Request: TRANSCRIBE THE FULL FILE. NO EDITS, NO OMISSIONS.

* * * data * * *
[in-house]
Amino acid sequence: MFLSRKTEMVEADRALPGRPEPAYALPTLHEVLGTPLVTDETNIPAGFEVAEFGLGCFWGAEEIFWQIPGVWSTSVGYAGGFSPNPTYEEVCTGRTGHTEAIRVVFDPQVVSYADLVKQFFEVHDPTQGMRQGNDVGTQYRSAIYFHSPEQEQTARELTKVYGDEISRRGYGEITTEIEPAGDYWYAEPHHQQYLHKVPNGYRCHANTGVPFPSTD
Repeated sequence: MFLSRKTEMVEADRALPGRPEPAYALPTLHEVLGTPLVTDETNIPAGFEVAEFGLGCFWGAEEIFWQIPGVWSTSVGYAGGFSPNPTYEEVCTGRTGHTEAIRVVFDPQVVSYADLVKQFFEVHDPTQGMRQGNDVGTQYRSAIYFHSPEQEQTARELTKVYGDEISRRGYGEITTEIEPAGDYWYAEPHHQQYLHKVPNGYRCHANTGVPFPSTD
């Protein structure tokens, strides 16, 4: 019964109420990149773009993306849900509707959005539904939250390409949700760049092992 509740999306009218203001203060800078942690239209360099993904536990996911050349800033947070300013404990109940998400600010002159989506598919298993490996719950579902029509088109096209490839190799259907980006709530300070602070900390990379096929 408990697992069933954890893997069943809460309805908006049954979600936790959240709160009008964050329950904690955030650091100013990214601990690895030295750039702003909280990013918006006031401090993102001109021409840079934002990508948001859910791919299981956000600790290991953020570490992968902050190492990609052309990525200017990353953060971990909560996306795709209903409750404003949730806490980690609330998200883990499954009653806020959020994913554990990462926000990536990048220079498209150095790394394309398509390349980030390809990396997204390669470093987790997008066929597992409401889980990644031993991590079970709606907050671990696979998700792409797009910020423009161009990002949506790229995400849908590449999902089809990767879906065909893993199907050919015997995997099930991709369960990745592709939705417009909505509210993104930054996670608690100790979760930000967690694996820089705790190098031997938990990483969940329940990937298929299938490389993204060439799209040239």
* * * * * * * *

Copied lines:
[in-house]
Amino acid sequence: MFLSRKTEMVEADRALPGRPEPAYALPTLHEVLGTPLVTDETNIPAGFEVAEFGLGCFWGAEEIFWQIPGVWSTSVGYAGGFSPNPTYEEVCTGRTGHTEAIRVVFDPQVVSYADLVKQFFEVHDPTQGMRQGNDVGTQYRSAIYFHSPEQEQTARELTKVYGDEISRRGYGEITTEIEPAGDYWYAEPHHQQYLHKVPNGYRCHANTGVPFPSTD
Repeated sequence: MFLSRKTEMVEADRALPGRPEPAYALPTLHEVLGTPLVTDETNIPAGFEVAEFGLGCFWGAEEIFWQIPGVWSTSVGYAGGFSPNPTYEEVCTGRTGHTEAIRVVFDPQVVSYADLVKQFFEVHDPTQGMRQGNDVGTQYRSAIYFHSPEQEQTARELTKVYGDEISRRGYGEITTEIEPAGDYWYAEPHHQQYLHKVPNGYRCHANTGVPFPSTD
């Protein structure tokens, strides 16, 4: 019964109420990149773009993306849900509707959005539904939250390409949700760049092992 509740999306009218203001203060800078942690239209360099993904536990996911050349800033947070300013404990109940998400600010002159989506598919298993490996719950579902029509088109096209490839190799259907980006709530300070602070900390990379096929 408990697992069933954890893997069943809460309805908006049954979600936790959240709160009008964050329950904690955030650091100013990214601990690895030295750039702003909280990013918006006031401090993102001109021409840079934002990508948001859910791919299981956000600790290991953020570490992968902050190492990609052309990525200017990353953060971990909560996306795709209903409750404003949730806490980690609330998200883990499954009653806020959020994913554990990462926000990536990048220079498209150095790394394309398509390349980030390809990396997204390669470093987790997008066929597992409401889980990644031993991590079970709606907050671990696979998700792409797009910020423009161009990002949506790229995400849908590449999902089809990767879906065909893993199907050919015997995997099930991709369960990745592709939705417009909505509210993104930054996670608690100790979760930000967690694996820089705790190098031997938990990483969940329940990937298929299938490389993204060439799209040239």